Sometimes, two foods just pair perfectly together. Take tea cakes - the longstanding Southern dessert similar to a sugar cookie - and concentrated sweet tea. No matter if you take your beverage hot or iced, the two flavors result in a simple, comforting combination that’s ideal after dinner or for a more elevated snack.
While Buddy State supplies the tea concentrate (and we encourage you to get creative with various flavor infusions), tea cake is a relatively straightforward dessert you can make with pantry staple ingredients.
What is Tea Cake?
Despite the name, Southern tea cakes are closer to a cookie. As they likely grew out of an interest to replicate an English loaf cake, a dessert similar to a scone, they’re best served in a similar fashion.
With a soft, chewy and somewhat rich texture, tea cakes merge the appearance of a cookie with the texture of cake, using ingredients like flour, sugar, milk, butter and eggs. A dash of nutmeg or lemon zest may be included for a more aromatic hint. This contrasts from English tea cakes, which resemble a bun with a crumbly texture. While visually similar to sugar cookies, adding more eggs to the recipe results in a yellow color and richer flavor and texture.
Origins vary. Some point to slaves on Southern plantations cooking with the limited ingredients available. Others note that Juliette Gordon Low served tea cakes while building momentum for the Girl Scouts of America.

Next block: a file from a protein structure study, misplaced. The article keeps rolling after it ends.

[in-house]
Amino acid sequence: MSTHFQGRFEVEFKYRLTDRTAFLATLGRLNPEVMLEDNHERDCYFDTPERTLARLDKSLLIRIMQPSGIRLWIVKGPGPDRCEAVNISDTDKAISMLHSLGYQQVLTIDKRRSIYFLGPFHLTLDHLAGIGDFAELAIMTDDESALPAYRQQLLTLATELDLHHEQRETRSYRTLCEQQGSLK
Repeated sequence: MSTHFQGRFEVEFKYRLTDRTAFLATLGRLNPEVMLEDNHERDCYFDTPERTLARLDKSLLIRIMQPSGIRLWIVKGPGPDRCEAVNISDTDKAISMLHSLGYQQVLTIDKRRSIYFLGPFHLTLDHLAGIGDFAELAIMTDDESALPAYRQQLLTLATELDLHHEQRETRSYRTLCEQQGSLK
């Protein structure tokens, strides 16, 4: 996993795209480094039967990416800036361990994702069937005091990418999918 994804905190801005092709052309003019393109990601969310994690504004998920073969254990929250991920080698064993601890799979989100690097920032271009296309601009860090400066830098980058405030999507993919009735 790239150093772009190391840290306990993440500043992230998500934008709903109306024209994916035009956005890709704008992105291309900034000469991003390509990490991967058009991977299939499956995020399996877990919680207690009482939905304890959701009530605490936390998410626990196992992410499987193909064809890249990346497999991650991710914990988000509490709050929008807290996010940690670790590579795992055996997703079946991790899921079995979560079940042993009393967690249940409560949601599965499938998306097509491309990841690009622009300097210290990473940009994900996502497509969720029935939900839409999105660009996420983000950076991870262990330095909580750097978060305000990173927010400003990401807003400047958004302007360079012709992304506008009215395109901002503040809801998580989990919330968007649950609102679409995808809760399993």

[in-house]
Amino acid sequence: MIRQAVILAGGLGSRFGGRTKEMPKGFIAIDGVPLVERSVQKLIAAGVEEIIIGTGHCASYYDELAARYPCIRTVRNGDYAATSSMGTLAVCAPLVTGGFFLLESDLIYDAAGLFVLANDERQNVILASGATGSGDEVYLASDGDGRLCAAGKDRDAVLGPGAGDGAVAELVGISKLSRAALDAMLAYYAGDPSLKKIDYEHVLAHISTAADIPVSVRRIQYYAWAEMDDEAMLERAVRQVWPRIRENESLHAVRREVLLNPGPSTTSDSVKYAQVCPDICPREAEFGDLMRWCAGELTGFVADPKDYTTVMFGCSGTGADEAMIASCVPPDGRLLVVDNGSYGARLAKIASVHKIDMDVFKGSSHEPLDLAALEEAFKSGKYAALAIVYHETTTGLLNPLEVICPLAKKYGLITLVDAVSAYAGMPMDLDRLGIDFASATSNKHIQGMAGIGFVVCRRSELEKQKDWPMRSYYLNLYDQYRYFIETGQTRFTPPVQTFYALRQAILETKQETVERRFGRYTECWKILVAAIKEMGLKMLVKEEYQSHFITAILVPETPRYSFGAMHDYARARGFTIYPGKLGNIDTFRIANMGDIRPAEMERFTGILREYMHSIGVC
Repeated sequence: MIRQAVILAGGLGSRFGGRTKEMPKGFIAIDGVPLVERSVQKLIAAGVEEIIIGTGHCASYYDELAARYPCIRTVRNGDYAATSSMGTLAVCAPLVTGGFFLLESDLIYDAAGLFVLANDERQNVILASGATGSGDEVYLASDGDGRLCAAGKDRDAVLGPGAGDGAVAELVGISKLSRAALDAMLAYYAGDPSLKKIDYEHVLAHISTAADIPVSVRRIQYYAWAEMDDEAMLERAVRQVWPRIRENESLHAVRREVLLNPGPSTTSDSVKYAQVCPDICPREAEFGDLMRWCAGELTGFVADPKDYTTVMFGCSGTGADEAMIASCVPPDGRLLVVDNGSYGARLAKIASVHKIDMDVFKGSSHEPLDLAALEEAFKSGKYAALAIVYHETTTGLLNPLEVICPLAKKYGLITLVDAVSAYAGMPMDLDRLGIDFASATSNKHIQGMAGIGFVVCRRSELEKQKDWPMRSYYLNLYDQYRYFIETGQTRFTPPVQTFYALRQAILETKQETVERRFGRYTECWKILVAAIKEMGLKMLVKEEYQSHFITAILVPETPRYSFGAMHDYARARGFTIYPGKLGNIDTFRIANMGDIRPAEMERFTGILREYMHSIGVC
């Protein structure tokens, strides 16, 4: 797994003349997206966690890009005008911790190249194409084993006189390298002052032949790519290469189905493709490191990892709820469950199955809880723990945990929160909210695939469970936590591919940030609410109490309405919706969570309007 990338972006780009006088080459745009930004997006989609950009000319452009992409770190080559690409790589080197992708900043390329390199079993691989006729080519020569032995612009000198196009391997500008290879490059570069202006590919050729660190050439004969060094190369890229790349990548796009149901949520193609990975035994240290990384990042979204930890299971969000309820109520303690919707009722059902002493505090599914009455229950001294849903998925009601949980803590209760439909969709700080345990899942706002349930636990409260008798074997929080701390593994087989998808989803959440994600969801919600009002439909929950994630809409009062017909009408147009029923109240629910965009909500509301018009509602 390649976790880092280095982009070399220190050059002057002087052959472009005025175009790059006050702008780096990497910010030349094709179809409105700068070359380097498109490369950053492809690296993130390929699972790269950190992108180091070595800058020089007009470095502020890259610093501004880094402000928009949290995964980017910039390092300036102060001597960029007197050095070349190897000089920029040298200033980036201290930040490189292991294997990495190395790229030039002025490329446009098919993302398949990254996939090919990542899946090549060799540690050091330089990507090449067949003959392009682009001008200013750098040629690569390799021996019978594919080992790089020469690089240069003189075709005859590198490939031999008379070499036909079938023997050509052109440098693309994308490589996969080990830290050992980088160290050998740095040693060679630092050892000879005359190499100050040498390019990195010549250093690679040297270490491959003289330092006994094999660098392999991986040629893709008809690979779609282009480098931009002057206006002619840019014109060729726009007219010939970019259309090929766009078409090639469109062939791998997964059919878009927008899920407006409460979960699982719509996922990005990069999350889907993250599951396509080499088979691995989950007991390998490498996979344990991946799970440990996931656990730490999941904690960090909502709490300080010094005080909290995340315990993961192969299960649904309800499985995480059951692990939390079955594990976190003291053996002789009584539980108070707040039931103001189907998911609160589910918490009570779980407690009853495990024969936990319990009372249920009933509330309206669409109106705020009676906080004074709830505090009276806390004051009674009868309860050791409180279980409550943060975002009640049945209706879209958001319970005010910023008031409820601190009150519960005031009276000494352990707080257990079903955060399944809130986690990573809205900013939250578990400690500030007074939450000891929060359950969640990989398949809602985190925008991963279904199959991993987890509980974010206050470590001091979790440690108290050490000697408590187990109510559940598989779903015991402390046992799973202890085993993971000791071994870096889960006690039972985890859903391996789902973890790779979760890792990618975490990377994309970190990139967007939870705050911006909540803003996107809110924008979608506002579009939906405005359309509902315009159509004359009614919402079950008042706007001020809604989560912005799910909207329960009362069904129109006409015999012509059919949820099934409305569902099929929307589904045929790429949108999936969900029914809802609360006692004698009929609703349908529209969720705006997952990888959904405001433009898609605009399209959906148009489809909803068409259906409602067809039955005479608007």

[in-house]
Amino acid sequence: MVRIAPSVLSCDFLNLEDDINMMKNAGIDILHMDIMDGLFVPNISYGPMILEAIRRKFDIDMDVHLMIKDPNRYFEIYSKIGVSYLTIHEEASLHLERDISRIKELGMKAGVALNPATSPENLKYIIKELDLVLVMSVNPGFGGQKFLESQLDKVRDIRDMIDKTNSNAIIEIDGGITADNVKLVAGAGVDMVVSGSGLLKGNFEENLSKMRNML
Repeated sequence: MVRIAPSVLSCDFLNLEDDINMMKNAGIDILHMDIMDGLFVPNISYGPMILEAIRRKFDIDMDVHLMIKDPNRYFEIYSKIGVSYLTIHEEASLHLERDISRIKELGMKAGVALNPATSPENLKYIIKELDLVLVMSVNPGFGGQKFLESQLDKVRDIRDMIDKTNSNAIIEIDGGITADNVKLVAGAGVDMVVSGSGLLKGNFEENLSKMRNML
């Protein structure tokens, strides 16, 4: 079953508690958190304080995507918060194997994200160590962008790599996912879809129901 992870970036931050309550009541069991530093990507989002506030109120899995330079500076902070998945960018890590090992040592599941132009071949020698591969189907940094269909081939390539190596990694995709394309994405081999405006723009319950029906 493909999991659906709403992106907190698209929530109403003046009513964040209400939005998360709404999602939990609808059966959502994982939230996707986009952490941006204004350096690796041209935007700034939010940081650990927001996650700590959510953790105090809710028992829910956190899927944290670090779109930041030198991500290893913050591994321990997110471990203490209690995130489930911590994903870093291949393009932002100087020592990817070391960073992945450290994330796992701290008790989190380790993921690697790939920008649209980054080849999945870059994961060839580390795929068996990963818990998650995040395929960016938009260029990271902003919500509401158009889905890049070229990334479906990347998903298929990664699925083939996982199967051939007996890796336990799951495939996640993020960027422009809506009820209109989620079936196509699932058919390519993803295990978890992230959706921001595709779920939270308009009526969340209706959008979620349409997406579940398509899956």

In the present, this simple treat, in unadulterated and flavored forms, makes a neutral complement to a cup of hot or iced tea or even coffee.
A Basic Tea Cake Recipe
Especially if tea cakes aren’t available in your region, a basic recipe inspired by Taste of Home starts with:
1 cup butter, softened
1½ cups sugar
3 large eggs at room temperature
1 tablespoon vanilla extract
3 cups all-purpose flour
2 teaspoons baking powder
¼ teaspoon salt
Nutmeg, lemon zest or orange zest
- Preheat oven to 375° F.
- Place the butter and sugar in a large bowl and cream until light and fluffy, beating by hand for five to seven minutes.
- Add the eggs one at a time, beating after adding each egg to the bowl.
- Beat in vanilla.
- Combine the flour, baking powder and salt in a separate bowl.
- Gradually pour the dry ingredients into the creamed mixture.
- Add some nutmeg, lemon zest or orange zest to the top of each tea cake, should you choose.
This combination creates a soft dough that can be baked as is or frozen and thawed for later use.
To bake, drop dough by the tablespoon two inches apart onto a greased baking sheet. Bake for seven to eight minutes, or until the edges are golden brown. Place all tea cakes on a wire rack to cool.
Should you decide to store leftovers, tea cakes stay fresh for up to five days in an airtight container.